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A Visit with Jean Cantrell

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A Visit with Jean Cantrell

Jean Cantrell

Head, State & Local Government Relations
Philips Lighting

Public affairs isn’t exactly your first career, is it?

Not really. I spent 10 years in New York City, in opera and musical theater. I toured with John Davidson in a production of Oklahoma! and with Anne Jeffreys in The King and I. I did a lot of work with the [now defunct] Coachlight Dinner Theater in Connecticut. This was a “bohemian” existence, subsisting on boxes of macaroni and cheese, which you could get back then four for a dollar. I had a lot of fun, and I learned to stretch a dollar. But this was no way to make a living, and eventually you have to think about the future — about stability and benefits and all that. Fortunately, I already had my foot in the door of what would become my second career.

Doing what?

Three days a week, maybe for 15 to 20 hours, I worked for Dun & Bradstreet just to pay the rent. I did admin work, entering the amounts of PAC contributions on an IBM Selectric typewriter. This was in pre-Internet days, obviously. Eventually, Dun & Bradstreet decided they should open a Washington, D.C., office, handling government affairs, so I was asked by my boss, a wonderful man named Michael Brewer, if I wanted to move to Washington. He said he would show me the ropes and be my mentor.

So you went?


Jean Cantrell about to take the stage in Sweeney Todd

Yes, and it was a great decision. I had never given much thought to politics, and I really enjoyed it. Michael’s wife, Janet Brown, became the first executive director of the Commission on Presidential Debates, and right away it seemed I was involved in helping stage the debate between George H.W. Bush and Michael Dukakis. We had to pull all this together in about four weeks, and I felt like I was in show business again. We were putting on a show — and I was getting more deeply involved in the Washington political scene.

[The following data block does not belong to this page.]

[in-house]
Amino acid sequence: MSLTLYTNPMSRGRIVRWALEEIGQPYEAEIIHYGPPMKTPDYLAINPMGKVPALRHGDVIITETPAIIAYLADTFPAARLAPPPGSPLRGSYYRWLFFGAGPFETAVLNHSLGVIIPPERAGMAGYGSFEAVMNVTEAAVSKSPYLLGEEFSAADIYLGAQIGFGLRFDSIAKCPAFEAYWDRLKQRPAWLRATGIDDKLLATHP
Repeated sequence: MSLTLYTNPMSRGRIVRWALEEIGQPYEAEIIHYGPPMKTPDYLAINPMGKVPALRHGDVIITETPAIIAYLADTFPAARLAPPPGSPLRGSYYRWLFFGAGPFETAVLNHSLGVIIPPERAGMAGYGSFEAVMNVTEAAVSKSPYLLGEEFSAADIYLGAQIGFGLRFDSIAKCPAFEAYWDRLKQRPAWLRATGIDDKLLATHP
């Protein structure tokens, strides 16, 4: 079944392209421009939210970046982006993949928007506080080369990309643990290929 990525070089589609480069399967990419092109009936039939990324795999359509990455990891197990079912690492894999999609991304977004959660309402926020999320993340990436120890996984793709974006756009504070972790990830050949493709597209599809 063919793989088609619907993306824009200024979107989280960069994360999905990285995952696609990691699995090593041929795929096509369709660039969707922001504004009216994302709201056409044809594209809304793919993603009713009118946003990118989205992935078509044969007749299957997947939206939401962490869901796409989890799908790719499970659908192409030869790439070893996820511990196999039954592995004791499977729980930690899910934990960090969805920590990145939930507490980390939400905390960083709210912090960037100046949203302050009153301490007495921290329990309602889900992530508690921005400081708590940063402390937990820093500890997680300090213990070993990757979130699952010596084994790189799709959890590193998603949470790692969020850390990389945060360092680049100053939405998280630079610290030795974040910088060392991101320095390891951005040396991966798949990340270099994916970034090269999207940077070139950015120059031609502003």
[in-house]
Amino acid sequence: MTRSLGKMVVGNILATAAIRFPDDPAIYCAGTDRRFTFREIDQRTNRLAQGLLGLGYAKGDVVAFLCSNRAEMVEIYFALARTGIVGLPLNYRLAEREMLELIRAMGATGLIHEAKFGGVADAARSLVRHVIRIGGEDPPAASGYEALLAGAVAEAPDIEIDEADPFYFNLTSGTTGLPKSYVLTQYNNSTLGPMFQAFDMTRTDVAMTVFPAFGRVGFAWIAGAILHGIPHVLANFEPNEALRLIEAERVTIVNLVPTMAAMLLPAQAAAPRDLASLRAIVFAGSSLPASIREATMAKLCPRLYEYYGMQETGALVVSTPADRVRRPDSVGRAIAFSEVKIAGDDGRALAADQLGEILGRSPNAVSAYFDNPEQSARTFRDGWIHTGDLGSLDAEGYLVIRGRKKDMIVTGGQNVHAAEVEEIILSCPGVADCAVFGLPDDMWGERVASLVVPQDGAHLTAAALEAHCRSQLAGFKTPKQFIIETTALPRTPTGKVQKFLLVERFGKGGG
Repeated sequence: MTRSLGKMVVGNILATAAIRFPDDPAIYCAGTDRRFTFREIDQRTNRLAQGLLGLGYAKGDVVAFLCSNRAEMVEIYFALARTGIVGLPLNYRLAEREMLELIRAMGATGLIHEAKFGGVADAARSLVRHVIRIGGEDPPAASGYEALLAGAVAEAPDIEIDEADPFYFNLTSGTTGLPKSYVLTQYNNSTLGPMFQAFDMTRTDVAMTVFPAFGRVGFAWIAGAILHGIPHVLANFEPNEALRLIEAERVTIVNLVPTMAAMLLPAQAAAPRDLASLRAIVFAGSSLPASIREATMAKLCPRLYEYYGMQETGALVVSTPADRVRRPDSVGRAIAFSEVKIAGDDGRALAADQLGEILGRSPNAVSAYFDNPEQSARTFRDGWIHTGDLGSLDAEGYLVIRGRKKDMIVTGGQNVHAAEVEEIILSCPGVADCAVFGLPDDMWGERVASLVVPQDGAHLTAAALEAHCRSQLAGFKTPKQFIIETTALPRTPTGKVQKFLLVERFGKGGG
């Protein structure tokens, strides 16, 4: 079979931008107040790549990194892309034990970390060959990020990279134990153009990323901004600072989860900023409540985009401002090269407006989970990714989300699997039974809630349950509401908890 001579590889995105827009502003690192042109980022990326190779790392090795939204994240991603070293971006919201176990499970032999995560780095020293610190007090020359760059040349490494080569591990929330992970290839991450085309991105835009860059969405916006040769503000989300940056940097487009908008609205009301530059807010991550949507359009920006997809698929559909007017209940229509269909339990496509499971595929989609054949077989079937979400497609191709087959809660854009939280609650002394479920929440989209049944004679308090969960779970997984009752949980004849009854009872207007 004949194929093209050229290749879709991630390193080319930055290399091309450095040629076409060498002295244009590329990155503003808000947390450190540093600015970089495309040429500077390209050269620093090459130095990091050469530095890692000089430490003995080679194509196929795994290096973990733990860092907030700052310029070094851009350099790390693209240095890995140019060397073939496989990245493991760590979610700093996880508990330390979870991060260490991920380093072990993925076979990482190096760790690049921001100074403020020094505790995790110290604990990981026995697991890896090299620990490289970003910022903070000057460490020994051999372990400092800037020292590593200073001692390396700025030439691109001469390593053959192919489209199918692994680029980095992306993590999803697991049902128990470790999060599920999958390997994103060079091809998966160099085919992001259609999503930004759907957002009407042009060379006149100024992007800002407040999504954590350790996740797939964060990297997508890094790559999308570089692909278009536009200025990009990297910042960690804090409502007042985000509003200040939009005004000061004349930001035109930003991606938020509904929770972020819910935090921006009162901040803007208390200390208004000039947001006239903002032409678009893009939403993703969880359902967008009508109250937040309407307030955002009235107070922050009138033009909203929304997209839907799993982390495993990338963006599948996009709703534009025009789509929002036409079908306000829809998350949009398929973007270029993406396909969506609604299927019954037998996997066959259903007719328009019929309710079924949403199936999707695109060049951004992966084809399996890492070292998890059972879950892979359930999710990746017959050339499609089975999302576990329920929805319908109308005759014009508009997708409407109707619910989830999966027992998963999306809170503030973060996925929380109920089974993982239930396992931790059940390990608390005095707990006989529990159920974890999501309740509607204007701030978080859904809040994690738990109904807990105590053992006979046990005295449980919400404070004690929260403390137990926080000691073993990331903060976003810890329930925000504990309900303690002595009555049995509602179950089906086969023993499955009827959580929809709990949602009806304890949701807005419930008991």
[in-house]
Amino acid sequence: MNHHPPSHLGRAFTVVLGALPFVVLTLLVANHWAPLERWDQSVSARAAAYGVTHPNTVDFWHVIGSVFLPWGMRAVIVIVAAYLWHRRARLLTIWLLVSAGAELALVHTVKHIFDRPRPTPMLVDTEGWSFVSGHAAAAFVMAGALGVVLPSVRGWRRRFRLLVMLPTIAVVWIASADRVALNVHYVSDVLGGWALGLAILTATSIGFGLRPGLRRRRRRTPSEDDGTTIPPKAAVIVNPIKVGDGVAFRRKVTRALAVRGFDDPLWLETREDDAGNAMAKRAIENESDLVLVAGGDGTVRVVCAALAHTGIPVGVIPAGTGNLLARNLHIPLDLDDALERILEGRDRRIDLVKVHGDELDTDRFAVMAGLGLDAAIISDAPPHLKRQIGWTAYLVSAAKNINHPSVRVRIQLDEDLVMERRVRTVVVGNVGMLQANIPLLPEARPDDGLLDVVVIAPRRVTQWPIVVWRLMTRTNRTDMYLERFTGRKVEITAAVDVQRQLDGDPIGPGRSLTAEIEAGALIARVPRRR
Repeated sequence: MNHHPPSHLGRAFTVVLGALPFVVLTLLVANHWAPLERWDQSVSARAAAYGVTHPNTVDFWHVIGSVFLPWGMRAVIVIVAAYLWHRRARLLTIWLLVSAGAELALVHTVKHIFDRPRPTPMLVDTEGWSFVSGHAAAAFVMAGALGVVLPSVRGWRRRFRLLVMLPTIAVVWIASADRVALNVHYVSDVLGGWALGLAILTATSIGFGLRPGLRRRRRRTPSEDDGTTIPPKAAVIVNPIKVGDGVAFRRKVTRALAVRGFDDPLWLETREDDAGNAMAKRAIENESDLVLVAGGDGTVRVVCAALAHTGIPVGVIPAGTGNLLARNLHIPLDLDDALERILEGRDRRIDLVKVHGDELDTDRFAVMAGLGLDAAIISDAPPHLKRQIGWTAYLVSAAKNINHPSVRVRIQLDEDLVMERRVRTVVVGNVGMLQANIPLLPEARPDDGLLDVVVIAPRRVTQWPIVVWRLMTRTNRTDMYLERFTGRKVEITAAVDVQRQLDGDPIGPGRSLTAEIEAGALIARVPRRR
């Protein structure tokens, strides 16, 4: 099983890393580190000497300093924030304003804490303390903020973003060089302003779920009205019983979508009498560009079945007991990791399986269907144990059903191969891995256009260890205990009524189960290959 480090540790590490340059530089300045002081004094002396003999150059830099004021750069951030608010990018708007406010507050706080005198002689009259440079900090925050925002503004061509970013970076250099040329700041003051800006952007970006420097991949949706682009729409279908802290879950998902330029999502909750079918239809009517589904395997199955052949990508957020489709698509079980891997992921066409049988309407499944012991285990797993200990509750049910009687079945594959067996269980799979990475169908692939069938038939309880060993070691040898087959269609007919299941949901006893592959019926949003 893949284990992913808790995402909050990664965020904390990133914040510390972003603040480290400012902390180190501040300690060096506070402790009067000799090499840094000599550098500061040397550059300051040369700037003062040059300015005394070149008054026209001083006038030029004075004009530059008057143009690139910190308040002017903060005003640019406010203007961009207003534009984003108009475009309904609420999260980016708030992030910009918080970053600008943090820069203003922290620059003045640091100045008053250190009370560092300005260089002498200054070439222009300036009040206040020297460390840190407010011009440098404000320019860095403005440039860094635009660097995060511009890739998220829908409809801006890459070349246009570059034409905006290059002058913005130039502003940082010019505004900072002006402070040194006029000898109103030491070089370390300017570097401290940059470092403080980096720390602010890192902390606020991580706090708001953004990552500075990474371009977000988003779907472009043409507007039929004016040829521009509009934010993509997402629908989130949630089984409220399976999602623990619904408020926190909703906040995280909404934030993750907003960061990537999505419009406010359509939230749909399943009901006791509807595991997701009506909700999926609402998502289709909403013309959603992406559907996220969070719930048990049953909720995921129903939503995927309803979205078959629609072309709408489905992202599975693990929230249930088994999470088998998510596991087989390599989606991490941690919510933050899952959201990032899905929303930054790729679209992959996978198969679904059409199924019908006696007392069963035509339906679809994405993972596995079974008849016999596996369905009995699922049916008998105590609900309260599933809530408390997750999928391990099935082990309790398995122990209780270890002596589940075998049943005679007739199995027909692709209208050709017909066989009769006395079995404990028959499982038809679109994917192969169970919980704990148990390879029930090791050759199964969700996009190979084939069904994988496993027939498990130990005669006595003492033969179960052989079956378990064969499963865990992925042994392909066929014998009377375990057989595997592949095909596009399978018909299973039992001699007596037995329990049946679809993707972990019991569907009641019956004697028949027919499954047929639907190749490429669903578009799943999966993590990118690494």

And after going on to manage state government affairs at Dun & Bradstreet, you worked for Circuit City, Ross Perot’s EDS and Hewlett Packard?

That’s right, then to Philips Electronics and about two years to Philips Lighting, which was created out of the umbrella company, Philips Electronics. I have a theory that companies undergo some kind of reorganization every 18 to 20 months. That happened in 1999 at Dun & Bradstreet, for example, when the legal function was outsourced, and with it, the government affairs function. It happened at EDS, too, when HP acquired the company. I’ve always worked on the corporate side, not for lobbying firms, political campaigns or associations.

But you’ve had a fair amount of experience working with contract lobbyists, right?

Yes, and I talked about that at a Council conference on managing contract lobbyists and consultants. That was back in January. And what I emphasized was the way you often have to make compromises to achieve what you hope to achieve when you enter into one of these relationships. If you’re inexperienced, you might be tempted to hire the most well-known lobby firm in a state or locality you’re working in, or the most successful one. But there are trade-offs. You probably won’t receive the same level of personal service you might want, precisely because the most well-known firms will have a lot of other clients. All these wishes need to be kept in balance.

Are there mistakes companies tend to make when they hire contract lobbyists?

Lack of due diligence, i.e., neglecting to do a thorough check for potential conflicts of interest the lobbyist might have. The lobby firm is supposed to tell you about any conflicts, of course, but that doesn’t mean they always do or even recognize the conflict at first. So it still comes down on you.

Any other advice?

You need to look closely at your own management style and try to make sure the lobby firm you hire has a similar style. Meaning, if you expect regular updates and the firm doesn’t have the time to keep you apprised of everything they’re doing, then that might cause a problem. Again, I think that is more likely to be an issue if the firm you hire is a big one with a lot of other clients. It’s a matter of instinct, too, and intuition. You always want to look for a good fit.

Reach Jean at or 202.962.8567 or [email protected].

Additional Resources

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